WW1- Names for new Plaques (2018) – Pembury War Memorial
WW2- Names for new Plaques (2018) – Pembury War Memorial
Below – Photos of Sunday 11th Nov 2018 taken by Anne Nicholls
Below – Photos of Sunday 11th Nov 2018 taken by Jenny Kimber
Below – Photos of Sunday 11th Nov 2018 taken by Rob Sanders
On Thursday 6th December there was a showing of David Dore’s film “Pembury Remembers” at the Baptist Church in Romford Road.
On Tuesday 19 Feb 2019 Burslem fitted the old memorial plaques to the side wall of the village school in Lower Green Road.
They can be viewed from the footpath leading to the old burial ground. The photos below were taken by Richard Snow.
Link to Richard Snow’s Articles on Pembury’s War Heroes – Articles Page, Item 002
War Memorial date of 1919
The sharp eyed observer will note that the Pembury Memorial records the First Word War as between 1914-1919.
First World War dates on war memorials
1914-1918 are the most common dates for the First World War found on war memorials obviously commemorating the year the war commenced and the year the armistice was declared, on 11th November 1918. However, it is not unusual to find the dates 1914-1919 on First World War memorials. The 1919 date refers to the year when the Treaty of Versailles was signed. This was the peace treaty drawn up by the nations who attended the Paris Peace Conference and officially ended the state of war between Germany and the Allied Powers when it was signed on 28th June 1919.
Some war memorials also feature the dates 1914-1921, although this is less common. On 25th August 1921 the United States of America signed a separate peace treaty with Germany, the Treaty of Berlin.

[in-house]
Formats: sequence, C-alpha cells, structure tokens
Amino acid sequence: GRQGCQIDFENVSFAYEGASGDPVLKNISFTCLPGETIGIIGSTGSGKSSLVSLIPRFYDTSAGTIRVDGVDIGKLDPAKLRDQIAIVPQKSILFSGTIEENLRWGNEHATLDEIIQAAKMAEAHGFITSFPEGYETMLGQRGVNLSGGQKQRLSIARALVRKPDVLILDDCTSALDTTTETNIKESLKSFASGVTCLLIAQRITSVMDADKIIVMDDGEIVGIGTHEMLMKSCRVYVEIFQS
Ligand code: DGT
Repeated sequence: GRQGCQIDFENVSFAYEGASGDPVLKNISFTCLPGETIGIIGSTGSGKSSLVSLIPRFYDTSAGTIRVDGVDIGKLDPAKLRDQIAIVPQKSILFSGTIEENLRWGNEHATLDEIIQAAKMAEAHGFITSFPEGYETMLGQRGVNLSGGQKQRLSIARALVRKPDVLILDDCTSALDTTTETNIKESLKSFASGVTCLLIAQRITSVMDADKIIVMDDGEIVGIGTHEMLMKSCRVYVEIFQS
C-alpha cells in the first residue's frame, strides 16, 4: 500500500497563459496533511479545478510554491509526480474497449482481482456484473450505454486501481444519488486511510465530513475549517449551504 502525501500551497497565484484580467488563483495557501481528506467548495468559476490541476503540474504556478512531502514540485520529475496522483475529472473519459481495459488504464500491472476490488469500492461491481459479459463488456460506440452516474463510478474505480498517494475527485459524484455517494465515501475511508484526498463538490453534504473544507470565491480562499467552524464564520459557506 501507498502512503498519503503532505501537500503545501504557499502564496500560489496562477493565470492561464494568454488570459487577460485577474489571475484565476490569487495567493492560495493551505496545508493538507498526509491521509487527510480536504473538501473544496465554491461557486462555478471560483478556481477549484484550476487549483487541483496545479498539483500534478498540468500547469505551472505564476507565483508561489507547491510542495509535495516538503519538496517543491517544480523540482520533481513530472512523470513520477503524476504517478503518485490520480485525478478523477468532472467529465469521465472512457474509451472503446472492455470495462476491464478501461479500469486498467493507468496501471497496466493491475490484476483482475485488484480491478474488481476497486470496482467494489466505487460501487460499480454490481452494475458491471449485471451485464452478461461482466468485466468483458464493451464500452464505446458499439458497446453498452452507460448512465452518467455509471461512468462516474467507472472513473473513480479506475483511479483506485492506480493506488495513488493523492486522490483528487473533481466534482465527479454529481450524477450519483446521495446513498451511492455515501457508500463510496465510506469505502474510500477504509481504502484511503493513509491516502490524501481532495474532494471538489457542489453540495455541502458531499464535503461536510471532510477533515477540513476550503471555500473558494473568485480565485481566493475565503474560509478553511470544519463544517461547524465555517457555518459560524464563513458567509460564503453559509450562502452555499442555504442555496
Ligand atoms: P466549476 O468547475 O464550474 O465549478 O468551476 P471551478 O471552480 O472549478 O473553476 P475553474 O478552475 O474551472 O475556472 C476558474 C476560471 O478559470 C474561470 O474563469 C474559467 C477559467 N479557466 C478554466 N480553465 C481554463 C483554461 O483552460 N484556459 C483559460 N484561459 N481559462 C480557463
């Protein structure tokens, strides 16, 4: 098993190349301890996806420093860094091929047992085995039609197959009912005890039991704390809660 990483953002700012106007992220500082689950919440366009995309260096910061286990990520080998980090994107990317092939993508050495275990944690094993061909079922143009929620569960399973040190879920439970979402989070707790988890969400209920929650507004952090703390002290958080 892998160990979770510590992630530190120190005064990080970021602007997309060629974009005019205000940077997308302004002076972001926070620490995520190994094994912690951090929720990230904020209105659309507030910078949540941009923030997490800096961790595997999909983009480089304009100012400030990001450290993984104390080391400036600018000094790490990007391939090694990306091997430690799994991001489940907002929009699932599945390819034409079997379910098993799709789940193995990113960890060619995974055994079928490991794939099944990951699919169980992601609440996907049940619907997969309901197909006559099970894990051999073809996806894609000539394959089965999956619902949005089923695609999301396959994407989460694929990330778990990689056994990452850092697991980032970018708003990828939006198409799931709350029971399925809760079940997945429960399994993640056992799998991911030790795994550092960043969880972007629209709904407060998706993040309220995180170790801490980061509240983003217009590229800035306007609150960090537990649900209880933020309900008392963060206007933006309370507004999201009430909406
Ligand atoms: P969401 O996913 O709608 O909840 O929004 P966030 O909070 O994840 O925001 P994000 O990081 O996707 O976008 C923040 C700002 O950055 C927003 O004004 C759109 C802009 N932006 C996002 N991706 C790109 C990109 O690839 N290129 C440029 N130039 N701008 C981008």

As explained above, there are no ‘rules’ for war memorial inscriptions so any of these dates are correct as the local community decided to use the dates which were most appropriate.
Feedback and Comments following the 2018 Commemoration publicity
Nov 2018 – a descendant of William Alexander and William Arthur Parkes wrote:
“I was both pleased and wistful when I read of the Remembrance Parade in Pembury last week on the 11th November. It was wonderful to see the work done to renovate the memorial and correct the misspelling of some of the fallen including my ancestor, William Parkes (in fact William Arthur Parkes). Had I known about it I would have been there with my family (instead of looking after my Beaver Scouts at our Remembrance Parade in Surrey!).
I have been researching my family members and my Great Great Uncle was William Alexander Parkes, his son William Arthur Parkes was a pilot killed in WW2, he is also remembered on the memorial in Singapore. Kathleen (nee Ellis), William Alexander’s wife, having been widowed, brought up my grandmother Ellen (who was her neice) alongside William and we have some photographs of him. My grandmother was in the Auxiliary Territorial Service manning the guns on the south coast during WW2, she met my grandfather who was an 8th Army desert rat and after another generation here I am.
I am still researching my family history and will shortly be putting an account together with some photographs. I would very much like to visit the Memorial (perhaps next Remembrance Parade?) and lay a wreath on behalf of my family. We have William Alexander’s death plaque and continue to hunt for more information so any that you have more locally would be very gratefully received.
May I thank you for all the work you are doing regarding the history of Pembury, without it I would not have known about the work done on the Memorial and I feel very proud and privileged to know one of my ancestors is remembered there.
The nee Ellis/Parkes family”
Notes on anomalies and confusions.
Benjamin Clifton possibly living at Slate Row, Henwood Green Road. Born 1894.
Page compiled by Tony Nicholls